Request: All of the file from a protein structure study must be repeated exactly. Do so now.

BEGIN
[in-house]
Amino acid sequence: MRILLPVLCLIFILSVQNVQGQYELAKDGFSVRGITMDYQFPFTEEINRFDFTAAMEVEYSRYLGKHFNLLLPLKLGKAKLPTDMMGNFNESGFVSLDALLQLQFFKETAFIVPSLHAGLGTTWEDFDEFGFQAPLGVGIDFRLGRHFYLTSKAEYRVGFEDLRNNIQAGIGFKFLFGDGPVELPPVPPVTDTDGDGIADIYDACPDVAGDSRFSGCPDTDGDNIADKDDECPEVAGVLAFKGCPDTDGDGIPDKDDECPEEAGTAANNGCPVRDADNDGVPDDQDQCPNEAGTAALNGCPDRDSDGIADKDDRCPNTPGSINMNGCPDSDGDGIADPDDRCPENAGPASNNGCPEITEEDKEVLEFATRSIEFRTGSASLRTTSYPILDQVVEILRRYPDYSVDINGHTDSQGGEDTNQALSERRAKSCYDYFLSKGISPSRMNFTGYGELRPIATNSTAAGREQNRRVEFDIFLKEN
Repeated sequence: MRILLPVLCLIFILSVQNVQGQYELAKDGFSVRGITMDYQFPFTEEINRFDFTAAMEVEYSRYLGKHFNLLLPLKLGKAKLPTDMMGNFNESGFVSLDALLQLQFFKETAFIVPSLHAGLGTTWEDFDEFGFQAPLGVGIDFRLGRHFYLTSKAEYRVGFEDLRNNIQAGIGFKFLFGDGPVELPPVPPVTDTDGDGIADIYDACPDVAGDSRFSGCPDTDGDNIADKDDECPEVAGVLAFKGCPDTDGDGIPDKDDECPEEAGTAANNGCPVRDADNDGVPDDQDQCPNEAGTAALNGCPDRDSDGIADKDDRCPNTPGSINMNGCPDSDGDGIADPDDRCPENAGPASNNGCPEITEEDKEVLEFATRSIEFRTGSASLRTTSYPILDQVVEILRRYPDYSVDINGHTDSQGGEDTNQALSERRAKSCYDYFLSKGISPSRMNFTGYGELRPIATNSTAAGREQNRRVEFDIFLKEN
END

[in-house]
Amino acid sequence: MRILLPVLCLIFILSVQNVQGQYELAKDGFSVRGITMDYQFPFTEEINRFDFTAAMEVEYSRYLGKHFNLLLPLKLGKAKLPTDMMGNFNESGFVSLDALLQLQFFKETAFIVPSLHAGLGTTWEDFDEFGFQAPLGVGIDFRLGRHFYLTSKAEYRVGFEDLRNNIQAGIGFKFLFGDGPVELPPVPPVTDTDGDGIADIYDACPDVAGDSRFSGCPDTDGDNIADKDDECPEVAGVLAFKGCPDTDGDGIPDKDDECPEEAGTAANNGCPVRDADNDGVPDDQDQCPNEAGTAALNGCPDRDSDGIADKDDRCPNTPGSINMNGCPDSDGDGIADPDDRCPENAGPASNNGCPEITEEDKEVLEFATRSIEFRTGSASLRTTSYPILDQVVEILRRYPDYSVDINGHTDSQGGEDTNQALSERRAKSCYDYFLSKGISPSRMNFTGYGELRPIATNSTAAGREQNRRVEFDIFLKEN
Repeated sequence: MRILLPVLCLIFILSVQNVQGQYELAKDGFSVRGITMDYQFPFTEEINRFDFTAAMEVEYSRYLGKHFNLLLPLKLGKAKLPTDMMGNFNESGFVSLDALLQLQFFKETAFIVPSLHAGLGTTWEDFDEFGFQAPLGVGIDFRLGRHFYLTSKAEYRVGFEDLRNNIQAGIGFKFLFGDGPVELPPVPPVTDTDGDGIADIYDACPDVAGDSRFSGCPDTDGDNIADKDDECPEVAGVLAFKGCPDTDGDGIPDKDDECPEEAGTAANNGCPVRDADNDGVPDDQDQCPNEAGTAALNGCPDRDSDGIADKDDRCPNTPGSINMNGCPDSDGDGIADPDDRCPENAGPASNNGCPEITEEDKEVLEFATRSIEFRTGSASLRTTSYPILDQVVEILRRYPDYSVDINGHTDSQGGEDTNQALSERRAKSCYDYFLSKGISPSRMNFTGYGELRPIATNSTAAGREQNRRVEFDIFLKEN